The truth about vaccinations
It’s a growing debate. Do you vaccinate your child or not? Is there a link between vaccines and autism? 9OYS spoke with both sides of the debate. Video by kgun9.comvideo
Shortly after Kimberly Haslett's son was given his MMR vaccination, he became sick and stopped talking. Later he was diagnosed as autistic.
Dr. Rodrigo Villar of Tucson Medical Center says there is no link between autisim and vaccinations.
TUCSON (KGUN9-TV) – It’s a growing debate. Do you vaccinate your child or not? Is there a link between vaccines and autism? 9OYS spoke with both sides of the debate.
Kimberly Haslett sat down with 9OYS to share her story and to explain why she believes a childhood vaccination caused her son to develop autism.
Haslett explained her son, Jet, was born a healthy baby. She points to photos to illustrate the fact that he was always happy and loved to smile.
“Always laughing, just a normal typical child,” Haslett said reflecting on Jet’s first years of life.
She explained her son was walking and talking, “right on schedule,” she stated, “he was just perfect.”
At 17-months, Haslett took her son to get his measles, mumps, and rubella (MMR) vaccine.
“He got his MMR shot and he changed overnight,” she explained.
Haslett recalls four hours after the vaccine; her son ran a fever and was extremely cranky. She shared with 9OYS photos of Jet after the vaccine. Pointing to his eyes and said it was like, “the lights went out.”
“He never spoke another word after that day for three years,” she said.
A year later, Jet was diagnosed with Autism. Haslett said she was in denial, which is why she said it took so long for him to be tested and ultimately diagnosed.
“I'm one of millions and we're not all wrong,” said Haslett, “I know what caused my son's autism.”
There are thousands of blogs and websites online of parents sharing stories similar to Haslett’s.
9OYS asked Haslett, how she felt about doctor’s refuting a link between vaccination and autism.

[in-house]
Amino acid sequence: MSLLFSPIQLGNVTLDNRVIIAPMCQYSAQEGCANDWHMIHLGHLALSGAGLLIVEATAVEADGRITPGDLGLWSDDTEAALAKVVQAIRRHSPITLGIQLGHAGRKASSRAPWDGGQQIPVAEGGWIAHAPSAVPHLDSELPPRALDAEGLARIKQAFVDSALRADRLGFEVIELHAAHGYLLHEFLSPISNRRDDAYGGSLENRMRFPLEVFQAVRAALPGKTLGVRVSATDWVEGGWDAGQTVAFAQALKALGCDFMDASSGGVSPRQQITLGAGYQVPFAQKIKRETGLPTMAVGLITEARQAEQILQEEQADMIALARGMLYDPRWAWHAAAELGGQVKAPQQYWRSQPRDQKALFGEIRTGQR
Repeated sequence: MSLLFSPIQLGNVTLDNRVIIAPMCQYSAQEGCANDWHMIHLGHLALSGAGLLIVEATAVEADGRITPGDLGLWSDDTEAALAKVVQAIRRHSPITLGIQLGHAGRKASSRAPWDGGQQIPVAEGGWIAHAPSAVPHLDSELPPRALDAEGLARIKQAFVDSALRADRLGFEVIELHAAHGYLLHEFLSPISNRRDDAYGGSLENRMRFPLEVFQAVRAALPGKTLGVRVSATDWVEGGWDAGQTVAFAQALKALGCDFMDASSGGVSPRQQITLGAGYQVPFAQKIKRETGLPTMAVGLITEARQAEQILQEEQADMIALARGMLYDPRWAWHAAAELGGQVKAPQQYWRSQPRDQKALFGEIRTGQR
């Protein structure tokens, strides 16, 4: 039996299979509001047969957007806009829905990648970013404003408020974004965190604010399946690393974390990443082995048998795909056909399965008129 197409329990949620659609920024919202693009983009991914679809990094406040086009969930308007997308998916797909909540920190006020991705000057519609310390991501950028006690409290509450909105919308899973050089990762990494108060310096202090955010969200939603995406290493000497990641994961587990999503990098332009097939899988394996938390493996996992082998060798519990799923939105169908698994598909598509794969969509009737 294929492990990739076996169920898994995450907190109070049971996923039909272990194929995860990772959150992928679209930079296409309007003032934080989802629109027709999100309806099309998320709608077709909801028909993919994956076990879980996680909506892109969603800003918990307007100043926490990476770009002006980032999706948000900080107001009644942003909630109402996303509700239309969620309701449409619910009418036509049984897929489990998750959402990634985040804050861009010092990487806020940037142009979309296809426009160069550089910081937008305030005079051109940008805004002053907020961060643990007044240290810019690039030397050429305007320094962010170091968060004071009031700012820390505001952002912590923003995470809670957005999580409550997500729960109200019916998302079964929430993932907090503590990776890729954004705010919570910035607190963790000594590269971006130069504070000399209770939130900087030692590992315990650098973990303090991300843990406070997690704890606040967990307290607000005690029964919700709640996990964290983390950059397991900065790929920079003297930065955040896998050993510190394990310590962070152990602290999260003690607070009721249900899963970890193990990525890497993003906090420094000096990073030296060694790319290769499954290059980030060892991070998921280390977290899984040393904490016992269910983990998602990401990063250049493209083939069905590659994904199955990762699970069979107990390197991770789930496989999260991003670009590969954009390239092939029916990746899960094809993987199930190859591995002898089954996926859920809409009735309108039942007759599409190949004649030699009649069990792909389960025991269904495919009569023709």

“They’re lying. They’re absolutely lying,” she responded.
Dr. Rodrigo Villar, a pediatric hospitalist at Tucson Medical Center, was happy to meet with 9OYS to dispel such concerns.
“Vaccinations have been tested in millions of children and just like any therapy there are always risks and benefits,” he answered when asked about side-effects of vaccines.
According to the Centers for Disease Control, side-effects are typically minor and may include, fever, mild rash and soreness at the injection site. It said on race occasions, more serious effects include seizures and allergic reactions.
“The risk of vaccines is very minimal compared to the risk of diseases that their children can get,” said Dr. Villar in regards to concerned parents.
9OYS asked Dr. Villar why so many parents have said their children started to show signs of autism immediately following a vaccine.
“Unfortunately, autism is usually detected by parents around the same time that we give vaccines, so a lot of people worry that's what causes it,” he answered. “There have been many many studies that show that there is not a link established with any of the vaccinations.”
On the same note, Dr. Villar said there is not evidence that supports what these parents are saying. He says there is no study that shows a clear link to vaccines causing autism.
The Centers for Disease Control validated his information in this statement.
“Scientific studies and reviews have found no relationship between vaccines and autism. Groups of experts, including the American Academy of Pediatrics and the Institute of Medicine, also agree that vaccines are not responsible for the number of children now recognized to have autism.”
9OYS didn’t stop asking questions, there. We went looking on our own and found there was one study linking vaccine to autism. However, that study was retracted in 2010.
An investigation published by the British medical journal concluded the study’s author, Dr. Andrew Wakefield, misrepresented or altered the medical histories of all 12 of his patients whose cases formed the basis of the 1998 study.
Wakefield has been quoted as saying his work has been “grossly distorted.”
With medical science behind him, Dr. Rodrigo Villar stands by what he believes is the truth about vaccines.
“Parents who vaccinate their children are protecting their children,” he said.
Haslett stands by that her son’s life is evidence enough for what she believes to be the truth.
“If I knew then what I knew now,” said Haslett, “he would never have had that shot.”